by Kate Alfano, CMS Director of Communications and Marketing

The Gilchrist Scholarship Committee has named three scholars for 2022: Monica Patten, Jacob Leary and Jimmy Rager. In recognition of their outstanding achievements, they received unrestricted monetary awards to aid them in their medical education. All three awardees served on the CMS Board of Directors and as CMS Medical Student Component leaders for their medical schools.

Jacob Leary was awarded his medical degree by the University of Colorado School of Medicine in May and began his internal medicine residency at the University of Washington in June. Jacob has a special interest in suicide prevention and during his medical school years completed a special media project on the importance of firearm awareness for the CU Colorado Springs Branch. He successfully navigated the political sensitivity of the issue, met with stakeholders and wrote a video script that rose above politics to emphasize the public health need for firearm safety.

“This project and my time with CMS taught me how to leverage with people and create compromise to meet a goal,” Leary said. “We serve and represent all in Colorado and public policy won’t always be a linear process.”

Monica Patten is a fourth-year medical student at the University of Colorado School of Medicine. She helped increase student membership at CU by advocating for membership to be “opt out” instead of “opt in.” Monica has done considerable work in voter registration and wrote an article for Colorado Medicine about the importance of voting. She was also active in engaging medical students in maintaining confidentiality in peer assistance counseling. Monica established the first LGBTQ+ group at CU and was part of the board that started the educational hub that reaches the entire campus. She also completed a research project in suicide among LGBTQ+ persons.

“I was interested in CMS as soon as I began my first year because I wanted to be involved in anything to do with advocacy and policy related to physicians,” Patten said. “I’ve realized throughout medical school that advocacy and policy are important to me and, surprising to some people, it’s one of the things that helps me prevent burnout. Through my experience at CMS, I have a clear understanding of how to be an effective advocate and how to continue advocacy in my future career, whereas before I didn’t know how policy and practice would overlap. CMS has connected me with many physicians who have done that successfully.”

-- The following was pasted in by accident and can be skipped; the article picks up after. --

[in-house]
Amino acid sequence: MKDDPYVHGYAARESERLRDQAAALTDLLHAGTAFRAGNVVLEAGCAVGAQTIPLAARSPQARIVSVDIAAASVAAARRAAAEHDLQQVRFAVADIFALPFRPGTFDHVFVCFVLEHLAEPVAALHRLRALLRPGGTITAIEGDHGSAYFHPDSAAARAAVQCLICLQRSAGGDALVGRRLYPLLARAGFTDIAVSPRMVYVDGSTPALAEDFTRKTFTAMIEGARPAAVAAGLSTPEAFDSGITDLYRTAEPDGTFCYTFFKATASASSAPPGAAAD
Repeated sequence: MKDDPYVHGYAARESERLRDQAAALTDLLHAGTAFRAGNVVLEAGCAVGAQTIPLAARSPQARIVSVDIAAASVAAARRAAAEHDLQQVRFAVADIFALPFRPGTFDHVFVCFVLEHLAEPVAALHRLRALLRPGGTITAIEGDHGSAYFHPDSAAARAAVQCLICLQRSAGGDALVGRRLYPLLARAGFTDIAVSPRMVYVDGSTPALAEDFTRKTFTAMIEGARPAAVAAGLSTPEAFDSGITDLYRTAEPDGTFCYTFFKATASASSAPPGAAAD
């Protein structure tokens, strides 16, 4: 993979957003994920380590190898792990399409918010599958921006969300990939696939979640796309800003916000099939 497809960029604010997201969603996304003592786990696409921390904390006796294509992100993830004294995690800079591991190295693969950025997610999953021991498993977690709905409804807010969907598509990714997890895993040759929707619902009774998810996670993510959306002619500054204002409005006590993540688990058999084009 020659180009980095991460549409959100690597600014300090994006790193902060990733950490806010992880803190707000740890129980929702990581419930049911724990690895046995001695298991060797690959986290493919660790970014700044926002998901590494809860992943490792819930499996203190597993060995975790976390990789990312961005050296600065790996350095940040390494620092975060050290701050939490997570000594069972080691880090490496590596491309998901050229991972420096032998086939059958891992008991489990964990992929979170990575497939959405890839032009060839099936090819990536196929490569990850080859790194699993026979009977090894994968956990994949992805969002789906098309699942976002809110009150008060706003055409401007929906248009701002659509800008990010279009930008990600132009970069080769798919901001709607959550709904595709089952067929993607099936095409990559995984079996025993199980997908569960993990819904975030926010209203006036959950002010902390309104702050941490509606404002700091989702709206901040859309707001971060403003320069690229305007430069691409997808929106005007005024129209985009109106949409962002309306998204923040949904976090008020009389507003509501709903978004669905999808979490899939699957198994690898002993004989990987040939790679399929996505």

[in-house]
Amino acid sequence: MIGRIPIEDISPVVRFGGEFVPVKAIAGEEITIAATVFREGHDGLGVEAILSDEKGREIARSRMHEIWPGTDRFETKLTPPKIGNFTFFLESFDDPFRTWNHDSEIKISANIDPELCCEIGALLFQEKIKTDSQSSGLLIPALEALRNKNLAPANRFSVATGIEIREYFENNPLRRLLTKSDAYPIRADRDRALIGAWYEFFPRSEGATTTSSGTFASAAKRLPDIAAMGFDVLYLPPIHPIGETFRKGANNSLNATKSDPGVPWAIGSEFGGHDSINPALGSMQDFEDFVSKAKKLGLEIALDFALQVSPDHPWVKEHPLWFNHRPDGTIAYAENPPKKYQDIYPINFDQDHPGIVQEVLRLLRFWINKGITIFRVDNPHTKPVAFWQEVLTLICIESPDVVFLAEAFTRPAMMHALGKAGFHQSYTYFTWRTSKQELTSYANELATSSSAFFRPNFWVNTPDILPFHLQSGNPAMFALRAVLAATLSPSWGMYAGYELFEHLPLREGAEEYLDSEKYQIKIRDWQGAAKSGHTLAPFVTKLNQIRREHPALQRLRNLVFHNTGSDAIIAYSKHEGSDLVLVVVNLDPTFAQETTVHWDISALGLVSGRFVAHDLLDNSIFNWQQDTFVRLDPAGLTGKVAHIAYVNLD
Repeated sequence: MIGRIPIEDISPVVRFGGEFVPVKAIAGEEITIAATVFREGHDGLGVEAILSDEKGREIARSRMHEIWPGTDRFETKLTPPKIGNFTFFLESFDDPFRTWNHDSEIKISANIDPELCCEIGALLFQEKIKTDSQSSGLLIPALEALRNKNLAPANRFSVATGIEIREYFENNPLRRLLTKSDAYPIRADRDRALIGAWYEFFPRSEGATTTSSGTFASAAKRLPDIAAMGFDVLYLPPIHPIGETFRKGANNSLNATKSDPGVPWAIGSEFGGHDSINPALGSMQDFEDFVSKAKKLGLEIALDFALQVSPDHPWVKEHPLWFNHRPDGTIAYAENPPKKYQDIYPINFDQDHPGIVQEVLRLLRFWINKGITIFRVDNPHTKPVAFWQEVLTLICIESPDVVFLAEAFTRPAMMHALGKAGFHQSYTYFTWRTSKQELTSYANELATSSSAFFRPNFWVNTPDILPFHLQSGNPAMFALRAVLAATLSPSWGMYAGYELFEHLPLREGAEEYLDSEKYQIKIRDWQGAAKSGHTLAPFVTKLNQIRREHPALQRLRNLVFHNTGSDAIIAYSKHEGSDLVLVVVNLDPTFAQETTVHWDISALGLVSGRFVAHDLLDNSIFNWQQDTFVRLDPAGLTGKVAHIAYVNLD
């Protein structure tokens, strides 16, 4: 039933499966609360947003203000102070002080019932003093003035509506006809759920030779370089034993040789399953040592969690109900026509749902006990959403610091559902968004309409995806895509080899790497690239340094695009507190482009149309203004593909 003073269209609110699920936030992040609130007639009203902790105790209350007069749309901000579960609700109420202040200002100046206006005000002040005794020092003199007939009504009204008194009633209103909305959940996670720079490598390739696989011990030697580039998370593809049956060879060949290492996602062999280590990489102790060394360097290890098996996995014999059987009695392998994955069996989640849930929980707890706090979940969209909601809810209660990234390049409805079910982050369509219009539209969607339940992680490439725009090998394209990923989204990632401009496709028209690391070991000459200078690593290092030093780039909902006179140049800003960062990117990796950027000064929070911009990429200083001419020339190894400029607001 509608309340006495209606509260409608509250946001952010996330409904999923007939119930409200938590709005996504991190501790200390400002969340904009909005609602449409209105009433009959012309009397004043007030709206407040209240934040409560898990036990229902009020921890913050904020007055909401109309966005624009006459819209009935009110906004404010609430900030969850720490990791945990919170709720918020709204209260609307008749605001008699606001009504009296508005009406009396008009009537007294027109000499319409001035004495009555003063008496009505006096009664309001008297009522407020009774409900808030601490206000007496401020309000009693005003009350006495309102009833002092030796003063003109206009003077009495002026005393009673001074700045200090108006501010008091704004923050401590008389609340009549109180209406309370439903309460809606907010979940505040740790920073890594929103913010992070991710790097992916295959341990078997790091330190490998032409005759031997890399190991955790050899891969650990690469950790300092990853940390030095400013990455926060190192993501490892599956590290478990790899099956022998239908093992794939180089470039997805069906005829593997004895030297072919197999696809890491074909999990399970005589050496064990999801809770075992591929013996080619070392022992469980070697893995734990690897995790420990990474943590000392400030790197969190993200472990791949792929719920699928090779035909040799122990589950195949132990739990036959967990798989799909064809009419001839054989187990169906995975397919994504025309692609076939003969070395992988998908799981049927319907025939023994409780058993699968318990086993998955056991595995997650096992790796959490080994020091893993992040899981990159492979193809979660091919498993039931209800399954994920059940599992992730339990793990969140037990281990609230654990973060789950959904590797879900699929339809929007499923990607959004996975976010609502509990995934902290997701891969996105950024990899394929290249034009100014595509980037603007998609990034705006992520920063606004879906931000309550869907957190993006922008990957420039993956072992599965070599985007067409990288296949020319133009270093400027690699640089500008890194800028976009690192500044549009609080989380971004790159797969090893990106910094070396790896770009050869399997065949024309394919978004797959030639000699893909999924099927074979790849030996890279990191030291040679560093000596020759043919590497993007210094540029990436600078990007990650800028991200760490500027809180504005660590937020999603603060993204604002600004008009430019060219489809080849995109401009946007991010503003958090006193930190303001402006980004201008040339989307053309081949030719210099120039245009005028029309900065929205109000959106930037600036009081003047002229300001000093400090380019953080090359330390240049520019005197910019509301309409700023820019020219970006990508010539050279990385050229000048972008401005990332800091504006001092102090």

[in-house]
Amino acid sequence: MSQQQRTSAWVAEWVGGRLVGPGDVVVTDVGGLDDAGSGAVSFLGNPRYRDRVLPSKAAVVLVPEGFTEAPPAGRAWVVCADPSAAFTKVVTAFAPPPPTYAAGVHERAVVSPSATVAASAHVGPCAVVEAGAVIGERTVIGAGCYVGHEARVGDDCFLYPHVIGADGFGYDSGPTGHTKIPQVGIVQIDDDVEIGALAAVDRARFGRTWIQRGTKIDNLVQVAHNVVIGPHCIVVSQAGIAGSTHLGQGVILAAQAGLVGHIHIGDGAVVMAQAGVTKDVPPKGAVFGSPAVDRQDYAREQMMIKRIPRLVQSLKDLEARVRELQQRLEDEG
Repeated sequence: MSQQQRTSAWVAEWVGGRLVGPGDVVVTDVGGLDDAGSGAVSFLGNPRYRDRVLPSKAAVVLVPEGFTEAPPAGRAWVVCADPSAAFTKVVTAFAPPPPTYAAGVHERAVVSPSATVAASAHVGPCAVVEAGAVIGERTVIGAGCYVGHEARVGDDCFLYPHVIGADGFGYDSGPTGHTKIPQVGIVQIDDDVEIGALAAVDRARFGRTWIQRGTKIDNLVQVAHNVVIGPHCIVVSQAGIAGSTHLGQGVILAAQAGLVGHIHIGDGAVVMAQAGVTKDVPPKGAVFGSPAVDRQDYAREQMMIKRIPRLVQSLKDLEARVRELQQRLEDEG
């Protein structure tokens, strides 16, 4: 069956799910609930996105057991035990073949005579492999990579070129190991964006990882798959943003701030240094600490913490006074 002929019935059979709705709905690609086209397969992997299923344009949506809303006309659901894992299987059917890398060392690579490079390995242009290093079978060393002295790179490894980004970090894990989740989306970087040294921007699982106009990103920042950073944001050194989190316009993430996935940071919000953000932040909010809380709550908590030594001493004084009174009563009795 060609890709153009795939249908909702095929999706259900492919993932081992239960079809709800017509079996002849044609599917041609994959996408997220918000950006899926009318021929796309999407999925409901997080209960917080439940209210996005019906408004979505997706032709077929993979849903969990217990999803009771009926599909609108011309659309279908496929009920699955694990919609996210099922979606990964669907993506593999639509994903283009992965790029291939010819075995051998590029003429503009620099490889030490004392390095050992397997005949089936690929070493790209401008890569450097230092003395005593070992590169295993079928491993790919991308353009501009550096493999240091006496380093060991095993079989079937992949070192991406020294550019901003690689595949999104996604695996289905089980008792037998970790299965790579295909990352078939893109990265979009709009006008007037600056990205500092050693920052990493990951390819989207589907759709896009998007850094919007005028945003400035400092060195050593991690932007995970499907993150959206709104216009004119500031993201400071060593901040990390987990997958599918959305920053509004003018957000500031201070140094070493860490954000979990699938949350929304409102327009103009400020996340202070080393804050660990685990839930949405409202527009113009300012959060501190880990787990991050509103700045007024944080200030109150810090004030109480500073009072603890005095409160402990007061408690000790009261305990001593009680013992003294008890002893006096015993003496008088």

Jimmy Rager is a fourth-year medical student at Rocky Vista University College of Osteopathic Medicine. He worked with Monica on the opt-out policy to increase medical student memberships in CMS and has seen great gains in CMS memberships and memberships in the American Medical Association: 100 percent RVU membership in CMS and 80 percent membership in the AMA. Jimmy authored evidence-based guidelines for cornea donations and managed to affect the policy at the Food and Drug Administration and the AMA. He also led a COVID-19 vaccination drive in 2021 among medical students. He’s currently advocating on behalf of DO students who do rotations through CUSOM, working to change policies he feels are discriminatory.

“CMS has been amazing,” Rager said. “It has taught me leadership skills and helped me forge connections in Colorado. I’ve learned about policy and legislation and through the big projects I’ve done with CMS. It has been a very valuable experience that I am grateful for.”

The Alfred D. Gilchrist Student Leader Scholarship Foundation was established in 2020 to honor former CMS CEO Alfred Gilchrist’s 40-year career of physician advocacy. This is the second year of distribution of awards. It is open to third- and fourth-year medical students who have demonstrated a significant leadership contribution to organized medicine. Preference is given to students who are active with CMS or a CMS component medical society. Contribute to the Gilchrist Scholar Fund at www.cms.org/contribute.


Categories: Communications, Colorado Medicine